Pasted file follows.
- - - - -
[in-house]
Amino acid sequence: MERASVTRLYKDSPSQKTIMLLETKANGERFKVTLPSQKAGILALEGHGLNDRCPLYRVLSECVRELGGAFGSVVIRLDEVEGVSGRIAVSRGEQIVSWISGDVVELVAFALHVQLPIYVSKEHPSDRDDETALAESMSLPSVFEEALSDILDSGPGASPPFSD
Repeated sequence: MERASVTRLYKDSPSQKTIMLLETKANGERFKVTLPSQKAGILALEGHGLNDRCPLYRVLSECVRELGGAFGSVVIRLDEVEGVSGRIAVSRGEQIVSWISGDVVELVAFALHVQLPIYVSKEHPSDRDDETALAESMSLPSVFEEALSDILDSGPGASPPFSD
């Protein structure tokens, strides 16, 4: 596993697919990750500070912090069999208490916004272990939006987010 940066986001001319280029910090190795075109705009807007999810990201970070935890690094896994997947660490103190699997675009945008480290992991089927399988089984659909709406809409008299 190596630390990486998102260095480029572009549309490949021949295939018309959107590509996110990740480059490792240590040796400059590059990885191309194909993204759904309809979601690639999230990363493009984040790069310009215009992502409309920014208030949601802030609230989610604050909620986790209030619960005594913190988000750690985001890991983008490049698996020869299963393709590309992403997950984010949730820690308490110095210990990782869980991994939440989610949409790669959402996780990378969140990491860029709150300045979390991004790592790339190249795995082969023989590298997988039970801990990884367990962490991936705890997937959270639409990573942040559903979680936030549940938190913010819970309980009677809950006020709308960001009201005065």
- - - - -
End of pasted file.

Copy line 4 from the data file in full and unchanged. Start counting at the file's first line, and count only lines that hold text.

């Protein structure tokens, strides 16, 4: 596993697919990750500070912090069999208490916004272990939006987010 940066986001001319280029910090190795075109705009807007999810990201970070935890690094896994997947660490103190699997675009945008480290992991089927399988089984659909709406809409008299 190596630390990486998102260095480029572009549309490949021949295939018309959107590509996110990740480059490792240590040796400059590059990885191309194909993204759904309809979601690639999230990363493009984040790069310009215009992502409309920014208030949601802030609230989610604050909620986790209030619960005594913190988000750690985001890991983008490049698996020869299963393709590309992403997950984010949730820690308490110095210990990782869980991994939440989610949409790669959402996780990378969140990491860029709150300045979390991004790592790339190249795995082969023989590298997988039970801990990884367990962490991936705890997937959270639409990573942040559903979680936030549940938190913010819970309980009677809950006020709308960001009201005065």